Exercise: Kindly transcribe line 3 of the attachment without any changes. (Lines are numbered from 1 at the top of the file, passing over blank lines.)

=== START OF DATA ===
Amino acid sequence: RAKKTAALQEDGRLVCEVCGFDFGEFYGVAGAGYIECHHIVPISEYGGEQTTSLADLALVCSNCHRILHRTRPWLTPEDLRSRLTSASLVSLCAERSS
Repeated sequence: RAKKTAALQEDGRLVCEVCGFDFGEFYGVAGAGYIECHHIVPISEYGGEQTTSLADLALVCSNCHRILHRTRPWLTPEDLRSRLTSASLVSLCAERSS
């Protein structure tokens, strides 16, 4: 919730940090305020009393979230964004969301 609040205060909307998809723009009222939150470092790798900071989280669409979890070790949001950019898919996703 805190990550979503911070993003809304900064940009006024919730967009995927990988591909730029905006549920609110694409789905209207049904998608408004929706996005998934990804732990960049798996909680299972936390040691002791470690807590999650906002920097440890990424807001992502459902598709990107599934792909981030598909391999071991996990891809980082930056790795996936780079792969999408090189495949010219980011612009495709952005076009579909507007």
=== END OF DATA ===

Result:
């Protein structure tokens, strides 16, 4: 919730940090305020009393979230964004969301 609040205060909307998809723009009222939150470092790798900071989280669409979890070790949001950019898919996703 805190990550979503911070993003809304900064940009006024919730967009995927990988591909730029905006549920609110694409789905209207049904998608408004929706996005998934990804732990960049798996909680299972936390040691002791470690807590999650906002920097440890990424807001992502459902598709990107599934792909981030598909391999071991996990891809980082930056790795996936780079792969999408090189495949010219980011612009495709952005076009579909507007």